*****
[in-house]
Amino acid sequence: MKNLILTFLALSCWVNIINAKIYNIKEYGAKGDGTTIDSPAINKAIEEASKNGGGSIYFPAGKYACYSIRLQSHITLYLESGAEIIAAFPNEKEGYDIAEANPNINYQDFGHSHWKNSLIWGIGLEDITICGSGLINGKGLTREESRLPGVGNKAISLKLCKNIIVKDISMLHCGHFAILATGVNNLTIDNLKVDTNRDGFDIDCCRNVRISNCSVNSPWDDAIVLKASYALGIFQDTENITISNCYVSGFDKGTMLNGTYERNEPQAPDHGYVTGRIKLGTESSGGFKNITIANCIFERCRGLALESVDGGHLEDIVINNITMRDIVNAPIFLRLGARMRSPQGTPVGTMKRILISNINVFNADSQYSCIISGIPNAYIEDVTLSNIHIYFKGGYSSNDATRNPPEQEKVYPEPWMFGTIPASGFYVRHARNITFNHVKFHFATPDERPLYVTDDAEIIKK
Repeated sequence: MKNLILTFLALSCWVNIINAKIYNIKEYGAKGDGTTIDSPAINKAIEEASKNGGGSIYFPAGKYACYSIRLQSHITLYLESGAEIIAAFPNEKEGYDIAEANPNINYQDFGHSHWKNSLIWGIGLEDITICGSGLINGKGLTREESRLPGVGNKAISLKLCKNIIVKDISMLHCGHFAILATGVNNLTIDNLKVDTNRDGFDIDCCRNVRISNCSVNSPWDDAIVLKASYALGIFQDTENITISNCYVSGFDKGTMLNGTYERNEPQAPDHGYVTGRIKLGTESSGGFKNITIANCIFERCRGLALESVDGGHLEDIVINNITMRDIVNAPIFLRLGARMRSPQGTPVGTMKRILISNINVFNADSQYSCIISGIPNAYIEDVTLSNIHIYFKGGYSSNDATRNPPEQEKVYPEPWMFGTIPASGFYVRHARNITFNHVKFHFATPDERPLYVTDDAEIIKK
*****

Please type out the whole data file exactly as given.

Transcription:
[in-house]
Amino acid sequence: MKNLILTFLALSCWVNIINAKIYNIKEYGAKGDGTTIDSPAINKAIEEASKNGGGSIYFPAGKYACYSIRLQSHITLYLESGAEIIAAFPNEKEGYDIAEANPNINYQDFGHSHWKNSLIWGIGLEDITICGSGLINGKGLTREESRLPGVGNKAISLKLCKNIIVKDISMLHCGHFAILATGVNNLTIDNLKVDTNRDGFDIDCCRNVRISNCSVNSPWDDAIVLKASYALGIFQDTENITISNCYVSGFDKGTMLNGTYERNEPQAPDHGYVTGRIKLGTESSGGFKNITIANCIFERCRGLALESVDGGHLEDIVINNITMRDIVNAPIFLRLGARMRSPQGTPVGTMKRILISNINVFNADSQYSCIISGIPNAYIEDVTLSNIHIYFKGGYSSNDATRNPPEQEKVYPEPWMFGTIPASGFYVRHARNITFNHVKFHFATPDERPLYVTDDAEIIKK
Repeated sequence: MKNLILTFLALSCWVNIINAKIYNIKEYGAKGDGTTIDSPAINKAIEEASKNGGGSIYFPAGKYACYSIRLQSHITLYLESGAEIIAAFPNEKEGYDIAEANPNINYQDFGHSHWKNSLIWGIGLEDITICGSGLINGKGLTREESRLPGVGNKAISLKLCKNIIVKDISMLHCGHFAILATGVNNLTIDNLKVDTNRDGFDIDCCRNVRISNCSVNSPWDDAIVLKASYALGIFQDTENITISNCYVSGFDKGTMLNGTYERNEPQAPDHGYVTGRIKLGTESSGGFKNITIANCIFERCRGLALESVDGGHLEDIVINNITMRDIVNAPIFLRLGARMRSPQGTPVGTMKRILISNINVFNADSQYSCIISGIPNAYIEDVTLSNIHIYFKGGYSSNDATRNPPEQEKVYPEPWMFGTIPASGFYVRHARNITFNHVKFHFATPDERPLYVTDDAEIIKK